Kangaroo Leather Soccer Cleats, an Ethical Dilemma.


The Adidas Copa Mundial is the best-selling cleat of all-time. Players and aficionados boast that the shoes are the most comfortable, durable, and strong boot out in the market. One of the most important aspects of the cleat is the kangaroo leather (which covers most of the top). Although the Copa Mundial wasn’t the first shoe to utilize kangaroo leather, it did set a new standard with obvious benefits over calf or goat leather. These benefits unfortunately came with a cost on the kangaroo species. Kangaroo leather is great for cleats, there is no doubt about this, but is it ethical to purchase them? Lets take a quick look at the history and current issues of soccer shoes and kangaroo leather.
 

“45 velvet pairs and 1 leather pair for football.”

King Henry VIII is most notably known for two things: his separation of the Church of England from the Roman Catholic Church, and his six marriages. What is little known is that King Henry was also the first recorded person to own a pair of soccer cleats. Included with his demand of velvet shoes was a “leather pair for football.” These boots were ankle high, heavy and made of calf leather. That was in 1526, and until the 1900’s, cowhide continued to be the primary material used for soccer shoes around the world.

It wasn’t until the 1940’s that soccer cleats began to resemble the ones we use today. The Brazilians are credited for influencing this change. A visiting Arsenal team saw what their South American counter-parts were using and marveled at the difference. The Brazilians favored boots that had a low-ankle, were lighter and more flexible. As opposed to just protecting the feet, they tailored their style to have a better “touch” on the ball. The influence of these shoes spread across Europe and eventually into Germany.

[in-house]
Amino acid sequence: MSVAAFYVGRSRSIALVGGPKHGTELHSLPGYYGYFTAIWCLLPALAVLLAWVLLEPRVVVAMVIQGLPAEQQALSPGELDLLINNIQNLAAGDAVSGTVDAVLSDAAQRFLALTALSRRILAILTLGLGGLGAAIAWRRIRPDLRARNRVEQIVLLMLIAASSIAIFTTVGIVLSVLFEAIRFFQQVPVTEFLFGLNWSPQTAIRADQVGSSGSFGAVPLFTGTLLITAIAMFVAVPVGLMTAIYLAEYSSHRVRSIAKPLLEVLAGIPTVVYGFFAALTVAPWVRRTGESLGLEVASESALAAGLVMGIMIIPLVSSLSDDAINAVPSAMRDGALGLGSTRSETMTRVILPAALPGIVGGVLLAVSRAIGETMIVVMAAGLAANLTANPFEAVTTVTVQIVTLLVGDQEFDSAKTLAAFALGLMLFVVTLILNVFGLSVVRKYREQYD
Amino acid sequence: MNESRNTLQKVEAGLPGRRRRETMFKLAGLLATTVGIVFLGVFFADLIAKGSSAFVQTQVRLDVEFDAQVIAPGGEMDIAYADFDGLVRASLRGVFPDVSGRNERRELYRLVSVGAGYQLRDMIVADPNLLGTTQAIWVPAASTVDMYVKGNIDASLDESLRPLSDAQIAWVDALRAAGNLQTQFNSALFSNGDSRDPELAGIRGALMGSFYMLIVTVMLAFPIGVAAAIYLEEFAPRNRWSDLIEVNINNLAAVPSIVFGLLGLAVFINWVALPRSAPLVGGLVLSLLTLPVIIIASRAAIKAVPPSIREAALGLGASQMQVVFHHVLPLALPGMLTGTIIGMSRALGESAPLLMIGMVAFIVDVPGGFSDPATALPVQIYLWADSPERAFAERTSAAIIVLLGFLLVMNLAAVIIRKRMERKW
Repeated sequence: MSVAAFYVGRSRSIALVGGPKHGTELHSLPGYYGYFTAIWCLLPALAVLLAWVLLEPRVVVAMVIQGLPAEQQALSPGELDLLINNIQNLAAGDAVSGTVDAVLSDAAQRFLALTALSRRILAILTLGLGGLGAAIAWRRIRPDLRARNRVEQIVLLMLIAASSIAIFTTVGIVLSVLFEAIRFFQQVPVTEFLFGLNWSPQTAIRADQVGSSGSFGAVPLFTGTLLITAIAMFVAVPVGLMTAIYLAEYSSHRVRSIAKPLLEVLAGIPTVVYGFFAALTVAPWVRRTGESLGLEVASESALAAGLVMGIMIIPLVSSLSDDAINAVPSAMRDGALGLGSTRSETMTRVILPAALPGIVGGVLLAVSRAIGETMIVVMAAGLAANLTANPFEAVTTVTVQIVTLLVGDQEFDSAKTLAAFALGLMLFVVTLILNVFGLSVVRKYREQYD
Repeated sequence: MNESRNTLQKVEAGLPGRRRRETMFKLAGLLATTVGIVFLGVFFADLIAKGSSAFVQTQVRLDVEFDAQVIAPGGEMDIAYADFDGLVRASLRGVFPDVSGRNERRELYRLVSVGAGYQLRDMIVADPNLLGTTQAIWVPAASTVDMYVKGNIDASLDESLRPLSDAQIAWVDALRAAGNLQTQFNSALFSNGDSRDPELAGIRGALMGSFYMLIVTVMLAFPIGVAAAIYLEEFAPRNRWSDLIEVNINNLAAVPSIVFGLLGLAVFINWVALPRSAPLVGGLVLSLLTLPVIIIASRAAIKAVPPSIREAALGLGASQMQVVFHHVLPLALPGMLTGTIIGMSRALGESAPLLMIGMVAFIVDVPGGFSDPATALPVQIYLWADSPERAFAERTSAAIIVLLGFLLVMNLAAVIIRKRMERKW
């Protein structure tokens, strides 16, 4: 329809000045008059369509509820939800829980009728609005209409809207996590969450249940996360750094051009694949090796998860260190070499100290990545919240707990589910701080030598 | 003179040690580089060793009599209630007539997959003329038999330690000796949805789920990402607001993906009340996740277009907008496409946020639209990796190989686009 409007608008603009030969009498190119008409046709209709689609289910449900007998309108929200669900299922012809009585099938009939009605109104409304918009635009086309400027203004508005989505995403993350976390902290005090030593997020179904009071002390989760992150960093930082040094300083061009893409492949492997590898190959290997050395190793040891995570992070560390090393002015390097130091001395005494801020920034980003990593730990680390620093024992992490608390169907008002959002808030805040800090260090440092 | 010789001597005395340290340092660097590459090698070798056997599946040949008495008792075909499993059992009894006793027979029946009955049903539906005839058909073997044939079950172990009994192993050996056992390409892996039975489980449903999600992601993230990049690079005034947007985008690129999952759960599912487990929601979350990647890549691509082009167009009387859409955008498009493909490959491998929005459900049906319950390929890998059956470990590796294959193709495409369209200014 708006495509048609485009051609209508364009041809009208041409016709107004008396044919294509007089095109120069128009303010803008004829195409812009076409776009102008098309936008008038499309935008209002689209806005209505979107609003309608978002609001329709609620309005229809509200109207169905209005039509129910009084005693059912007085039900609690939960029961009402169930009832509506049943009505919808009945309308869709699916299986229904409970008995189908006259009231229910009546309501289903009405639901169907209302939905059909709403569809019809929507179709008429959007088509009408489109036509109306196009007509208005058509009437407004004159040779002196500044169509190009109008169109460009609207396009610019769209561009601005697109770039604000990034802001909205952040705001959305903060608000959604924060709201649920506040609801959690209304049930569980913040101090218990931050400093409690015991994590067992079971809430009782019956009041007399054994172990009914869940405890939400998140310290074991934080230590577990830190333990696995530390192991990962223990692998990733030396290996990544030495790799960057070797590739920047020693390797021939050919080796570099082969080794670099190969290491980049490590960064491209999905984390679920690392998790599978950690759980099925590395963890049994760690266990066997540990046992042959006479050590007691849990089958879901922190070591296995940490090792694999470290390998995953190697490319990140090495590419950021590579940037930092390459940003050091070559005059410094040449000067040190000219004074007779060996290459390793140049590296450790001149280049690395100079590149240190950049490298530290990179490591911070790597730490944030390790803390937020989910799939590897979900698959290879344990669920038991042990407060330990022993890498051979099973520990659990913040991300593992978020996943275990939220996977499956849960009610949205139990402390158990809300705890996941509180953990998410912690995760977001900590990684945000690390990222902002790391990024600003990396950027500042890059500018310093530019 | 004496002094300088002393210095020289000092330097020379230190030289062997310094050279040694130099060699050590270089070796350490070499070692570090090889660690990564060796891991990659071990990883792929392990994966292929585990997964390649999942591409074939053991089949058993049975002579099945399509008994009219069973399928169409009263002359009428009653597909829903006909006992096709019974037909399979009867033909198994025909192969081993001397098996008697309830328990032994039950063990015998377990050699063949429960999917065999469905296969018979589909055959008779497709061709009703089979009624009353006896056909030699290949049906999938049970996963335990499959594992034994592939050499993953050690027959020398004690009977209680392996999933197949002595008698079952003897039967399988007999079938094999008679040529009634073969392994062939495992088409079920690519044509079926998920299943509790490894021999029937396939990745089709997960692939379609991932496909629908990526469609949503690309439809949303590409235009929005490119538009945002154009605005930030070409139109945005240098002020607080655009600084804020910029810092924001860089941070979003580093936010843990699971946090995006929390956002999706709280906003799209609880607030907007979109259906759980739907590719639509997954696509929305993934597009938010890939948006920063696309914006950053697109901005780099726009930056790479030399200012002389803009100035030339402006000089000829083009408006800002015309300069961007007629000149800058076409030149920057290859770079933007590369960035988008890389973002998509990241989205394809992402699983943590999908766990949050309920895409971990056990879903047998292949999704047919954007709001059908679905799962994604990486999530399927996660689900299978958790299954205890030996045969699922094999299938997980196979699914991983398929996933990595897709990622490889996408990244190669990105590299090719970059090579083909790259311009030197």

In the late 1940’s a German cobbler named Adolf Dassler split up a shoe company which he, and his brother Rudolf owned. Animosity over political differences was high at the Dassler Brothers Shoe Factory. Rudolf created a new shoe factory on the other side of town and Adolf decided to rename the current store. Adolf renamed the company Adidas, while his brother started a separate company named Puma, perhaps you’ve heard of them?


These two companies utilized the South American influence to create shoes that were worn by the world’s best during the 50’s, 60’s, and 70’s. Adidas and Puma dominated the market together until 1979 when Adidas released a new style, the Copa Mundial. What the Copa Mundial showcased was a much lighter, durable, soft, and comfortable cleat than any other in the market. After being used in the 1982 World Cup, the Copa Mundial would soon become the best-selling cleat of all-time. The difference was kangaroo leather.

Kangaroo leather has 10 times the tensile strength of cowhide and is 50% stronger than goatskin. If you were to split the leather down to only 20% of the original thickness, it would retain 30% to 60% of it’s original strength. If the same were done to calf leather, it would have a retention rate of only 1%-4%. If you were to put kangaroo skin under a microscope, you would notice a few unique traits. Their skin contains no erector pili muscles or sweat glands. This allows their hide to contain a high uniform orientation of fibre bundles, which makes it stronger. Their leather makes our cleats better, but what about the kangaroos themselves?